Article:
If there is a drug that can contain craving for alcohol, it would be a hit overnight throughout the world. That is precisely what Iowa University researchers are trying to discover and they are halfway through recently identifying the protein that causes the craving for alcohol called RGS6 (regulator of G protein that sends signals).
The gene RGS6 also acts on alcohol-induced cell destruction in heart, liver and other body organs. “We propose that inhibiting this RGS6 protein could represent a new approach to counteract alcohol dependence and at the same time protect against the cell-killing actions of alcohol in the heart and liver,” said Iowa researchers about their finding.
In their study, the UI team led by Rory Fisher, professor of pharmacology in the UI Carver College of Medicine, used mice with the gene and those without the gene RGS6 to probe the protein’s roles in both alcohol craving and organ damage.
To their surprise, the researchers found that mice without the RGS6 protein consumed less alcohol than wild-type mice though given free access and they are found less susceptible to alcohol-induced reward and had less severe and shorter-lived alcohol withdrawal symptoms.
When mice that lacked the RGS6 protein were treated chronically with alcohol, they experienced less damage to heart and liver as well as the lining of the gut compared to mice with the protein.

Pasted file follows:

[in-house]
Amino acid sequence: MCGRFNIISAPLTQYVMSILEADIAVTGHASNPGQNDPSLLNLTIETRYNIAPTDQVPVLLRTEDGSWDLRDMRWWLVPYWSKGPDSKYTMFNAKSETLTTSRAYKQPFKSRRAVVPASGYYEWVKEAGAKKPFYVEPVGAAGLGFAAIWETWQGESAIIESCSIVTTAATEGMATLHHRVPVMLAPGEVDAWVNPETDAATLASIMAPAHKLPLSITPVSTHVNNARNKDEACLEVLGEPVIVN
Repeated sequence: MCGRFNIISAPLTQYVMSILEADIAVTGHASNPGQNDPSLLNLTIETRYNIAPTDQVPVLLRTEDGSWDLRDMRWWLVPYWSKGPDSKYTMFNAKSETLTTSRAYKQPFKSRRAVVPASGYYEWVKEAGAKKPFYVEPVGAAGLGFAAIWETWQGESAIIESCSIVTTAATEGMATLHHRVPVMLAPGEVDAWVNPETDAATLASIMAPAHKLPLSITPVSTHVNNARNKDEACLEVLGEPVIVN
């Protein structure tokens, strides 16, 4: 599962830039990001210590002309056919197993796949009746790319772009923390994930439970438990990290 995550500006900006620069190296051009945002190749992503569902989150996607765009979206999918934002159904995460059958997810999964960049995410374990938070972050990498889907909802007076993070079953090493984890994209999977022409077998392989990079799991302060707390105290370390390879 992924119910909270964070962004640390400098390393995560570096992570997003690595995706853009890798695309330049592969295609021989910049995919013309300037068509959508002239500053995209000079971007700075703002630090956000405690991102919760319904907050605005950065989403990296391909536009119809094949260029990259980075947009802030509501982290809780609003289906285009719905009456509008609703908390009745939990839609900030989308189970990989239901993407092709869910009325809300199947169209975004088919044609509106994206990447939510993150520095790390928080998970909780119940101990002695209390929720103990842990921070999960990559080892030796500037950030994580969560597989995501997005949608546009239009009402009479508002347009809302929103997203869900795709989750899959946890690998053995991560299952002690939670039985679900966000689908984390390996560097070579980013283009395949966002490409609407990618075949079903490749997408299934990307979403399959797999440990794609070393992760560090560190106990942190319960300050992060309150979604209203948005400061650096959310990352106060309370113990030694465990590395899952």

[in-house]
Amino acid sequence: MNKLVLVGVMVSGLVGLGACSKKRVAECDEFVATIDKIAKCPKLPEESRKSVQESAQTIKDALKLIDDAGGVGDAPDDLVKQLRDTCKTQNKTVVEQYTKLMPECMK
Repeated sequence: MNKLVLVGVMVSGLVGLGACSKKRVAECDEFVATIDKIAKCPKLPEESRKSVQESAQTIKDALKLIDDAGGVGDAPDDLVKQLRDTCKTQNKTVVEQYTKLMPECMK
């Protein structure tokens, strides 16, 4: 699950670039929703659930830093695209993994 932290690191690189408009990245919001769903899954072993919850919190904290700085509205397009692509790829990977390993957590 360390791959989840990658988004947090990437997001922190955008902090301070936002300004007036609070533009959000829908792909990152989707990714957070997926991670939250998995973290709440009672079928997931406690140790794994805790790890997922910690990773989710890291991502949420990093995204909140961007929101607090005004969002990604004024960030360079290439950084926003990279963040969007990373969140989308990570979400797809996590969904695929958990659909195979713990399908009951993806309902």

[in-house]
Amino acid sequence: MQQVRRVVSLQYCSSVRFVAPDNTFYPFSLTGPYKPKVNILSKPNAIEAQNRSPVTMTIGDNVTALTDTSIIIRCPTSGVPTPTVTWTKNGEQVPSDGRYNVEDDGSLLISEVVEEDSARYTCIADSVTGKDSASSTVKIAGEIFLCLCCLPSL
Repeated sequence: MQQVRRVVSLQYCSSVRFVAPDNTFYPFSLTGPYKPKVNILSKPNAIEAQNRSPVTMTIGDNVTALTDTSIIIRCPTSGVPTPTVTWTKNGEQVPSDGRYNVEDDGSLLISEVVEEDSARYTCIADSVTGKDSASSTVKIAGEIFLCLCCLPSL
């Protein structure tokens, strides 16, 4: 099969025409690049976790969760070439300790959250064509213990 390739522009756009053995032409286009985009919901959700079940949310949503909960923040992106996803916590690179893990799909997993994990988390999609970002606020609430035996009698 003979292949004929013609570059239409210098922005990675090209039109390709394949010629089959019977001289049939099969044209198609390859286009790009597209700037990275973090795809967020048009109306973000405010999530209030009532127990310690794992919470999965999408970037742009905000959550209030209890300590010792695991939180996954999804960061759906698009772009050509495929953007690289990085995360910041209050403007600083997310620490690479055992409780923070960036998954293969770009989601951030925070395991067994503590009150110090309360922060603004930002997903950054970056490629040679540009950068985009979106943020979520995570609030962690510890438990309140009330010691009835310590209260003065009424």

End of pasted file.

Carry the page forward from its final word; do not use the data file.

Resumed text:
Backed by the findings, Fisher asserts: “To our knowledge RGS6 is the only gene with a demonstrated ability to promote alcohol-seeking behaviors while simultaneously worsening the damaging effects of alcohol consumption on the heart, stomach, intestine and liver.”
In the brain, RSG6 is involved in alcohol craving by controlling levels of dopamine, a neurotransmitter associated with addiction and in the heart and liver, RSG6’s effect is that it causes cell death through production of damaging compounds called reactive oxygen species.
The UI team suggests that targeting the actions of RGS6 might help control alcohol craving and also act on alcohol-induced destruction of cells in heart and liver, besides gut. However, they say the dual effect through different biological pathways requires separate drugs.
In the US, alcoholism affects 20 percent of women and 40 percent of men, besides triggering accidents and violent crime, and also causes damage to the heart and liver.
The study has been published in the online edition of the Proceedings of the National Academy of Sciences (PNAS).